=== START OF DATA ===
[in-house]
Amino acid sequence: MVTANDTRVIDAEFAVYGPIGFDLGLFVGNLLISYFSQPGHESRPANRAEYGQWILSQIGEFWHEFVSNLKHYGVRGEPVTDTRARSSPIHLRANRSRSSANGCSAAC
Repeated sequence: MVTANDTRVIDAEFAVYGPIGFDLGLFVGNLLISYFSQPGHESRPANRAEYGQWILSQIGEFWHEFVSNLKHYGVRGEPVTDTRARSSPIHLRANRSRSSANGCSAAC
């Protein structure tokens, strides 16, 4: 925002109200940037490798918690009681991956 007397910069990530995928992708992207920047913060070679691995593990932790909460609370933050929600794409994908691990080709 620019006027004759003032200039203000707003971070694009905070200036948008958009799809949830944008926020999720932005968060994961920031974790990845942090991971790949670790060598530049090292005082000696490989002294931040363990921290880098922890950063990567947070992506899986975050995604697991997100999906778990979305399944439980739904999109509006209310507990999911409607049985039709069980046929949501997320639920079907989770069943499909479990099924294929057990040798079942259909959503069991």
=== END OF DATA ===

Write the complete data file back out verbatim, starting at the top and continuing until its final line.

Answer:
[in-house]
Amino acid sequence: MVTANDTRVIDAEFAVYGPIGFDLGLFVGNLLISYFSQPGHESRPANRAEYGQWILSQIGEFWHEFVSNLKHYGVRGEPVTDTRARSSPIHLRANRSRSSANGCSAAC
Repeated sequence: MVTANDTRVIDAEFAVYGPIGFDLGLFVGNLLISYFSQPGHESRPANRAEYGQWILSQIGEFWHEFVSNLKHYGVRGEPVTDTRARSSPIHLRANRSRSSANGCSAAC
């Protein structure tokens, strides 16, 4: 925002109200940037490798918690009681991956 007397910069990530995928992708992207920047913060070679691995593990932790909460609370933050929600794409994908691990080709 620019006027004759003032200039203000707003971070694009905070200036948008958009799809949830944008926020999720932005968060994961920031974790990845942090991971790949670790060598530049090292005082000696490989002294931040363990921290880098922890950063990567947070992506899986975050995604697991997100999906778990979305399944439980739904999109509006209310507990999911409607049985039709069980046929949501997320639920079907989770069943499909479990099924294929057990040798079942259909959503069991």